The global economy should continue on a growth path for the next several years, but at a slower pace. That’s the word from the International Monetary Fund, which has revised its world economic outlook. But when it comes to regions of the world, Asia is still generally a strong performer. HPR’s Bill Dorman has details in today’s Asia Minute.
The International Monetary Fund expects global growth of 3.2% this year and three and a half percent next year. That’s a slight downgrade of expectations from earlier this year, but the organization predicts growth in China will pick up a little bit. Not that much—an improvement of 2/10 of 1% for this year and next—but that would mean growth of 6.5% this year in China and better than 6% next year.
It’s a different story for the region’s second largest economy. The IMF says Japan will grow by only half a percentage point this year…and will dip into a slight recession next year if it sticks with its current plan of raising taxes.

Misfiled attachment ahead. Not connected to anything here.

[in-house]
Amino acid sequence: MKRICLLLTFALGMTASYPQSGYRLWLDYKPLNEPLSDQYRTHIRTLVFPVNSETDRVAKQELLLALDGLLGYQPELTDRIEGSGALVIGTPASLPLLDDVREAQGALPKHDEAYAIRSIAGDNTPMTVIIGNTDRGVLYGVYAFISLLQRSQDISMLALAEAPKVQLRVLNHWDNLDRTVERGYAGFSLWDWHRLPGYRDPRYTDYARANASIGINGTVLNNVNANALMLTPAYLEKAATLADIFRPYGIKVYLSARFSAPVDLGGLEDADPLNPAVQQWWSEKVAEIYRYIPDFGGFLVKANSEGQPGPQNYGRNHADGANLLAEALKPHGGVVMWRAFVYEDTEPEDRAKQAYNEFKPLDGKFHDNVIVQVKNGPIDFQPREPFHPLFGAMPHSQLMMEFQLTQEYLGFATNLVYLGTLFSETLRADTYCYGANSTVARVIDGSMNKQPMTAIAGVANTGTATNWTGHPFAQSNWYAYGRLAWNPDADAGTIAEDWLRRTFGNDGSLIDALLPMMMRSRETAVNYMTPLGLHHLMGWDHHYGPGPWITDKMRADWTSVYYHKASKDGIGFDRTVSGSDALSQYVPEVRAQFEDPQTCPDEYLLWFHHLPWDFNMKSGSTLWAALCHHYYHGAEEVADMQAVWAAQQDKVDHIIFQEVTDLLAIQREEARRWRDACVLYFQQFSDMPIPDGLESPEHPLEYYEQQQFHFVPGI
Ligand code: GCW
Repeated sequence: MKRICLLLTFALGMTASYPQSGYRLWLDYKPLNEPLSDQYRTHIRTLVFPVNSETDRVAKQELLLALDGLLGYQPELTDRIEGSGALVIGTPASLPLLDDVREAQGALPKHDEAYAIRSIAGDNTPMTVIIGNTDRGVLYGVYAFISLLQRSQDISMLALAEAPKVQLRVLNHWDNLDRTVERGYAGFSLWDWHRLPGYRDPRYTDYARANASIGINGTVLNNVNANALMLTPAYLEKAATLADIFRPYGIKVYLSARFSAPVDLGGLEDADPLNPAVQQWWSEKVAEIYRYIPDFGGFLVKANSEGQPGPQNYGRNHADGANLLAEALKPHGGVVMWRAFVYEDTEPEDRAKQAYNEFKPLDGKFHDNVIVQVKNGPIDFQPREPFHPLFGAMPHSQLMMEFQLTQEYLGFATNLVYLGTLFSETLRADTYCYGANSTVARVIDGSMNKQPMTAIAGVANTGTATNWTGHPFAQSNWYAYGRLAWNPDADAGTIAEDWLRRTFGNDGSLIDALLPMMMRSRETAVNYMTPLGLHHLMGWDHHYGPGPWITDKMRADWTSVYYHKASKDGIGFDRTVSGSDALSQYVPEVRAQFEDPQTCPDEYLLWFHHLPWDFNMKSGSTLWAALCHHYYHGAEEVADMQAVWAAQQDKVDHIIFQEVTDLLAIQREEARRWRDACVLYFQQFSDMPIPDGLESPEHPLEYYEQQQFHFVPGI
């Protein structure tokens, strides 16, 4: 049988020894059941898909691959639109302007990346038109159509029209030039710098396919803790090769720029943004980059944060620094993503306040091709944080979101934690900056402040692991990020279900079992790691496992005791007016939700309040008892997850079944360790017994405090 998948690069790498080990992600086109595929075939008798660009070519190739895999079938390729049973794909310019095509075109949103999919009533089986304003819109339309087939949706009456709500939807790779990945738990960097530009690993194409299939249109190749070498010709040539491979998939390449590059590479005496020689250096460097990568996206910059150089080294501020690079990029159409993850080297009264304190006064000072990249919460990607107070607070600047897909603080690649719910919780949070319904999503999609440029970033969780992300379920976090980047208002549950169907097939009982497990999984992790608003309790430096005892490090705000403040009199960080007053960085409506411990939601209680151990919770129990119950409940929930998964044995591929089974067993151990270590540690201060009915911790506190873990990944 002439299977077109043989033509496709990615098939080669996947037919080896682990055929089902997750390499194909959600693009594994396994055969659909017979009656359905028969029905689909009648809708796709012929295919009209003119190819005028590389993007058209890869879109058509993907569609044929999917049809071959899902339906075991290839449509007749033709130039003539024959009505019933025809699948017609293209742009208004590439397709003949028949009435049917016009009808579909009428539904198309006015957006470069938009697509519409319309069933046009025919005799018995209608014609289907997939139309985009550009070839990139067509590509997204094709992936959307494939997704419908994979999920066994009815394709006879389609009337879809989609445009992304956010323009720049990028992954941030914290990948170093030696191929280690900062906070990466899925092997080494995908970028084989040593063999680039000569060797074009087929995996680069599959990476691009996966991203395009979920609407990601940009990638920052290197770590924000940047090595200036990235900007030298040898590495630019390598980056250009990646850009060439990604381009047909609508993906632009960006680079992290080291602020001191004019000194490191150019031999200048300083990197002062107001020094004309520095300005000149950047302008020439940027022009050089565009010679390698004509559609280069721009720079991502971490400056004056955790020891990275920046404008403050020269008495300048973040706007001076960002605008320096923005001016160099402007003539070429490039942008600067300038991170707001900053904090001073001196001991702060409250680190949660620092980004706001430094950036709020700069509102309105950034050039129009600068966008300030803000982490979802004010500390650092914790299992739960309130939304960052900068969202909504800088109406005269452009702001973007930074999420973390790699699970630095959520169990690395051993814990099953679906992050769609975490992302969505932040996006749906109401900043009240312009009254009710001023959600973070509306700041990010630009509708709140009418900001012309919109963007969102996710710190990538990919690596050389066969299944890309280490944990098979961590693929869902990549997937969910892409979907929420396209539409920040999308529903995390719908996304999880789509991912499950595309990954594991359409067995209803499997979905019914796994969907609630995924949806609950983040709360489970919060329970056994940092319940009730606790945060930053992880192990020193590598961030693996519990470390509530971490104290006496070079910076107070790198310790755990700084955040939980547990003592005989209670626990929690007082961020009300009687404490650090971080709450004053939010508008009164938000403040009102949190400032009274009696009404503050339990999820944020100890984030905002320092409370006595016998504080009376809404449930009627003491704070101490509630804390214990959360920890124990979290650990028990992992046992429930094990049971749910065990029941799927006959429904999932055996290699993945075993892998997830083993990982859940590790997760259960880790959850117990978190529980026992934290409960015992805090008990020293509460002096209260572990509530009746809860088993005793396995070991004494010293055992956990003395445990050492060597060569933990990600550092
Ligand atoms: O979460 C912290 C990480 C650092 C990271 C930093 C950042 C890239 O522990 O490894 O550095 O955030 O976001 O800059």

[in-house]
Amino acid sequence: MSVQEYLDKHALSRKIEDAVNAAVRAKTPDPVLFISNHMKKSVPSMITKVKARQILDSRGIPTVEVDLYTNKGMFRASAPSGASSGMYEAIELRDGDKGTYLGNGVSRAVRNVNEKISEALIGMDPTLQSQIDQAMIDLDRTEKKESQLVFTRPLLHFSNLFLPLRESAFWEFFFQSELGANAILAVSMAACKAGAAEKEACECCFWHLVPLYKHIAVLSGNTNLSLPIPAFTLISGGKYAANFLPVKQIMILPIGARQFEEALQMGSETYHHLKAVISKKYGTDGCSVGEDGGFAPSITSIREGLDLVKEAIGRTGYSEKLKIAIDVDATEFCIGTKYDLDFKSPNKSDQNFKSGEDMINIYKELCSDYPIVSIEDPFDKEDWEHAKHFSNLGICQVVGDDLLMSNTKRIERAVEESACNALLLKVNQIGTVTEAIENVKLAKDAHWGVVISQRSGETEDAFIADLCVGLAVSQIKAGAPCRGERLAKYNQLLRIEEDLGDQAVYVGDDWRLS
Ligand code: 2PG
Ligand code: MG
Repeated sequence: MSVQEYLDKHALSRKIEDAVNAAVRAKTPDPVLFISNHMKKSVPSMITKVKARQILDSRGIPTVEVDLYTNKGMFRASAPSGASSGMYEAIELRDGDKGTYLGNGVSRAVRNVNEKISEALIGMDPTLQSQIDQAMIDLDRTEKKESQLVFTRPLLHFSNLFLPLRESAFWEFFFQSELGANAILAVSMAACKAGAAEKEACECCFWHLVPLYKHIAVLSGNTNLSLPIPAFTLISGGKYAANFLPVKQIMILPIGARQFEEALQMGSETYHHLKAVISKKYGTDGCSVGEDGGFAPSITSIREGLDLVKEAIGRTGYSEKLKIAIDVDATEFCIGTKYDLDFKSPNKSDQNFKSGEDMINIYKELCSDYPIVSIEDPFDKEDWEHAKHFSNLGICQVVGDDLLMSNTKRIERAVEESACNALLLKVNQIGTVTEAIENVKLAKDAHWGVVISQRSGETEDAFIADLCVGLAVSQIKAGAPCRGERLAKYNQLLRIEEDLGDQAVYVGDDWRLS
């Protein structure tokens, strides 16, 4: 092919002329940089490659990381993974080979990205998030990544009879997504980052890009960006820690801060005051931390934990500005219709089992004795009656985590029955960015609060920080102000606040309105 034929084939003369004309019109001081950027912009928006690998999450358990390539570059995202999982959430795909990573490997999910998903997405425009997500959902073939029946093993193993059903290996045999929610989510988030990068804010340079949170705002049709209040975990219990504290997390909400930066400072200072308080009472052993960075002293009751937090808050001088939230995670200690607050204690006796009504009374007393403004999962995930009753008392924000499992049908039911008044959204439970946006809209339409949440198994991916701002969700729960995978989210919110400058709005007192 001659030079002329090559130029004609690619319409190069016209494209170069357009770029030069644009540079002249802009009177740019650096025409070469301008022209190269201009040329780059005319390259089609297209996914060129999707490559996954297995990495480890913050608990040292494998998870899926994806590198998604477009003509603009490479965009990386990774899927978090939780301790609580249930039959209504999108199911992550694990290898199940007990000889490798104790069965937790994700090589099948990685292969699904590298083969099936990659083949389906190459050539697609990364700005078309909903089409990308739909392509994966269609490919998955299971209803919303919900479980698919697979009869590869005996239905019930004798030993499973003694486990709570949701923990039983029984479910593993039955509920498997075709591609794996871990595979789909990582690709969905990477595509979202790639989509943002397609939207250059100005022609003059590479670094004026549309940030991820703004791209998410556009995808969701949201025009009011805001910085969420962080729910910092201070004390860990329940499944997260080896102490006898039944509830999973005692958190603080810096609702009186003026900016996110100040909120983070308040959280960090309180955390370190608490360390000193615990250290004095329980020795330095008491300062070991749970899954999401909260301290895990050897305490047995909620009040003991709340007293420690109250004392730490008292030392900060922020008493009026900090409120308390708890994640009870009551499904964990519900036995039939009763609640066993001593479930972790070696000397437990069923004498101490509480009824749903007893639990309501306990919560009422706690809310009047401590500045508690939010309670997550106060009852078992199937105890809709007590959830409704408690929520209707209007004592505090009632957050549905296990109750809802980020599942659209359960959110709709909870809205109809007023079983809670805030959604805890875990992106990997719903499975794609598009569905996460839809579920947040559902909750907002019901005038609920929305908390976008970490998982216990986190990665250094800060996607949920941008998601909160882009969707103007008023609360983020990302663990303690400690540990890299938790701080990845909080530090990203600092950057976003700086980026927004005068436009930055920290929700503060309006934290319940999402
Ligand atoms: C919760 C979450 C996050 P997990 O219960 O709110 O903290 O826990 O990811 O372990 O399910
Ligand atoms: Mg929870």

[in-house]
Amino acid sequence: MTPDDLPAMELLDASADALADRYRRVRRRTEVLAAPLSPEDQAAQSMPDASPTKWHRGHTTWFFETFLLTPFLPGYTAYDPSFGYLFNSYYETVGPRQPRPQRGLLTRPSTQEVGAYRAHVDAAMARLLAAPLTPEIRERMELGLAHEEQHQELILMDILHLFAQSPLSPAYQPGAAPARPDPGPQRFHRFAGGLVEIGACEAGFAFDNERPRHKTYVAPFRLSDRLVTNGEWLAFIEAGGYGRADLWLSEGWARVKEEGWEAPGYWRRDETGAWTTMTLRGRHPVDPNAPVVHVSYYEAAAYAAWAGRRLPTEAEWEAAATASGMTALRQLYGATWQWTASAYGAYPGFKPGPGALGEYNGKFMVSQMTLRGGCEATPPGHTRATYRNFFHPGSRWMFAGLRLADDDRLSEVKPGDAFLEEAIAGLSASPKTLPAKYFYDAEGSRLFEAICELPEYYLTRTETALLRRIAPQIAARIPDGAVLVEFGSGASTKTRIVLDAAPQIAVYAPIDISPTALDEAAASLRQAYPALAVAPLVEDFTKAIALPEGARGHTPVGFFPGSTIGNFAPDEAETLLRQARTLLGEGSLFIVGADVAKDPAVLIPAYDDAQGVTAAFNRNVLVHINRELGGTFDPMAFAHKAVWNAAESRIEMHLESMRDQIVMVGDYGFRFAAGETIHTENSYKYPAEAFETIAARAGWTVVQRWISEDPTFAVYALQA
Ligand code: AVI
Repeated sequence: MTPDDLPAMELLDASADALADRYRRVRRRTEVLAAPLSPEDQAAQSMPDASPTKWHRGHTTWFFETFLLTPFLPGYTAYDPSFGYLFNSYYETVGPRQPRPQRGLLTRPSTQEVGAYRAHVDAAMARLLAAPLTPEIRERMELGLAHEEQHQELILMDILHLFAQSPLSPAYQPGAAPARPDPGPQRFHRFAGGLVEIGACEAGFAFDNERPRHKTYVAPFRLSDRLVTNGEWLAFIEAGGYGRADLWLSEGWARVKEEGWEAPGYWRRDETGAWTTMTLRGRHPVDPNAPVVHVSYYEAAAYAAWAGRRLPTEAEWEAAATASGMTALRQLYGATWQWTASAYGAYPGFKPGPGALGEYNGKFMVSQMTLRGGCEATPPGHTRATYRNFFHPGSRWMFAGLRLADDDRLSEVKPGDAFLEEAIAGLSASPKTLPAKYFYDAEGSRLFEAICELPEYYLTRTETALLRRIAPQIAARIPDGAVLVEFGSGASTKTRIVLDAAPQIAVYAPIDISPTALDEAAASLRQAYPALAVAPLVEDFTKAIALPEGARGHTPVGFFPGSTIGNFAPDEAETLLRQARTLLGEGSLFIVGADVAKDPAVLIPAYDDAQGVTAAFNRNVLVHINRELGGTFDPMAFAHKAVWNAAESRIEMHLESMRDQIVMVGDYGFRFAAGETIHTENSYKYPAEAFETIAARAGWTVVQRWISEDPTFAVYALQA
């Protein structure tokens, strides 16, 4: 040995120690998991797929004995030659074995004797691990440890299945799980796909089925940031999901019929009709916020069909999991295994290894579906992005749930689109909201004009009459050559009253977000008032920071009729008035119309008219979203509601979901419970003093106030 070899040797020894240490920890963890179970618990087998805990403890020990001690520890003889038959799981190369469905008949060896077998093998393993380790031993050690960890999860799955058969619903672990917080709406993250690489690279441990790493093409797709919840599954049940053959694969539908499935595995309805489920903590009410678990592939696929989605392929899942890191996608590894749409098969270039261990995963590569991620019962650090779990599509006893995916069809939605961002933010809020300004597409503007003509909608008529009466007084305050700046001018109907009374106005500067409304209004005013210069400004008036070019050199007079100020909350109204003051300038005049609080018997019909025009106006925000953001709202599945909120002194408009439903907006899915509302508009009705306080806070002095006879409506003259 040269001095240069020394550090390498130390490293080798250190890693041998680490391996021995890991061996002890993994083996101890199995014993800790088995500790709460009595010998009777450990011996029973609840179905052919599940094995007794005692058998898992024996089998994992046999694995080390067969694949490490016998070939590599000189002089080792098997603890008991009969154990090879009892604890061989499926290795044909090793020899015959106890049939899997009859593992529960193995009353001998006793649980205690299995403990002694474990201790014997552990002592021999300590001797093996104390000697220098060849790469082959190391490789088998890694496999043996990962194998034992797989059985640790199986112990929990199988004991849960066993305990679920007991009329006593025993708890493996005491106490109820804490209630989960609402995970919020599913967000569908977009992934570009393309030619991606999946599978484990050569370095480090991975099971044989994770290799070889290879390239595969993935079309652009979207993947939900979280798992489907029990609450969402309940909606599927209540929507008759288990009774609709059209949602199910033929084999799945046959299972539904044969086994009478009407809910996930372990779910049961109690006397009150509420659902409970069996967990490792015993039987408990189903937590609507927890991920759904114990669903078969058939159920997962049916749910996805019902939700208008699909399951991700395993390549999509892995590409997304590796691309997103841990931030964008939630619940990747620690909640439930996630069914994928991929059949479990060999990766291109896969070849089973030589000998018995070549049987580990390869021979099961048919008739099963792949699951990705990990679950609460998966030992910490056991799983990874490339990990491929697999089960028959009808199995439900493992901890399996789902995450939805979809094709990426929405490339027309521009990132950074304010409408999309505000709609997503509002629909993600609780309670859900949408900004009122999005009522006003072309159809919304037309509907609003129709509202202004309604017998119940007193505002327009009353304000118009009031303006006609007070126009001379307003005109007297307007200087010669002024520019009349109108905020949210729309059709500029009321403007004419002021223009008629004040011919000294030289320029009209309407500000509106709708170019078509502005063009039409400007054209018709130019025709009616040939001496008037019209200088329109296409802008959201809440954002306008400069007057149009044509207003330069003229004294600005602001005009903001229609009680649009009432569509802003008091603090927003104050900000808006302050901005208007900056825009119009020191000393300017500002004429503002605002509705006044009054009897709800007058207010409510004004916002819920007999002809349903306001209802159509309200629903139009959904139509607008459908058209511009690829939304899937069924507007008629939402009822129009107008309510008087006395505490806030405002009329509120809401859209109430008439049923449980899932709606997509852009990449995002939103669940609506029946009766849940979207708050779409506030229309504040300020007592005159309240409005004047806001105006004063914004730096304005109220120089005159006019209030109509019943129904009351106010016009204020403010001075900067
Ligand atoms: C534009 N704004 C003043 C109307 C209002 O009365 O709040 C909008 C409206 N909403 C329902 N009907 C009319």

India has the strongest outlook in Asia—with expectations of 7.5% growth this year and next. Southeast Asia ranges from 3% growth in Thailand on the low end to expansion of more than 6% in Vietnam. Malaysia, Indonesia, and the Philippines will have growth rates somewhere in between.
The IMF sees modest growth for Australia— 2.5% this year…about the same as the United States.
But the organization sees stronger growth for Australia next year—in part because of a more competitive currency…two factors that could be welcome news for a growing portion of Hawai‘i’s tourism sector.